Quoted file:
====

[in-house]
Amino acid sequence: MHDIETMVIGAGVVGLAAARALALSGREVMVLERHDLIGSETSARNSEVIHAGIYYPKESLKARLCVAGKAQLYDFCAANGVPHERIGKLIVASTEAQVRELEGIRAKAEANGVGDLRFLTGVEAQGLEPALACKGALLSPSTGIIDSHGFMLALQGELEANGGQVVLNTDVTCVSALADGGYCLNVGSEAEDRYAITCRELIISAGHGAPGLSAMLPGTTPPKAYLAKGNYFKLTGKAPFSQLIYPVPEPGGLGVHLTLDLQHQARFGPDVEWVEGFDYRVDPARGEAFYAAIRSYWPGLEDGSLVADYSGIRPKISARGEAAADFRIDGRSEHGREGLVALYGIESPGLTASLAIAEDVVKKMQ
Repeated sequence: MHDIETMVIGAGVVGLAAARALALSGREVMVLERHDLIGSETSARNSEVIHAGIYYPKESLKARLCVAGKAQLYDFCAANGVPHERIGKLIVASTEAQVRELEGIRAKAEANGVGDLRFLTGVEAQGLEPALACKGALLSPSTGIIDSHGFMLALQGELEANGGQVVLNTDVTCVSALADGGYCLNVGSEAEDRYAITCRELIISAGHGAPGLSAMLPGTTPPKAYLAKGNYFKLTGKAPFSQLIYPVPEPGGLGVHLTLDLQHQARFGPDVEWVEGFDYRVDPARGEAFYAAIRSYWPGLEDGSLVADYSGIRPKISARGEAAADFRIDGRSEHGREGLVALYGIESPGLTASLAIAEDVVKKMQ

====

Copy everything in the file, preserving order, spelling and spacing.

[in-house]
Amino acid sequence: MHDIETMVIGAGVVGLAAARALALSGREVMVLERHDLIGSETSARNSEVIHAGIYYPKESLKARLCVAGKAQLYDFCAANGVPHERIGKLIVASTEAQVRELEGIRAKAEANGVGDLRFLTGVEAQGLEPALACKGALLSPSTGIIDSHGFMLALQGELEANGGQVVLNTDVTCVSALADGGYCLNVGSEAEDRYAITCRELIISAGHGAPGLSAMLPGTTPPKAYLAKGNYFKLTGKAPFSQLIYPVPEPGGLGVHLTLDLQHQARFGPDVEWVEGFDYRVDPARGEAFYAAIRSYWPGLEDGSLVADYSGIRPKISARGEAAADFRIDGRSEHGREGLVALYGIESPGLTASLAIAEDVVKKMQ
Repeated sequence: MHDIETMVIGAGVVGLAAARALALSGREVMVLERHDLIGSETSARNSEVIHAGIYYPKESLKARLCVAGKAQLYDFCAANGVPHERIGKLIVASTEAQVRELEGIRAKAEANGVGDLRFLTGVEAQGLEPALACKGALLSPSTGIIDSHGFMLALQGELEANGGQVVLNTDVTCVSALADGGYCLNVGSEAEDRYAITCRELIISAGHGAPGLSAMLPGTTPPKAYLAKGNYFKLTGKAPFSQLIYPVPEPGGLGVHLTLDLQHQARFGPDVEWVEGFDYRVDPARGEAFYAAIRSYWPGLEDGSLVADYSGIRPKISARGEAAADFRIDGRSEHGREGLVALYGIESPGLTASLAIAEDVVKKMQ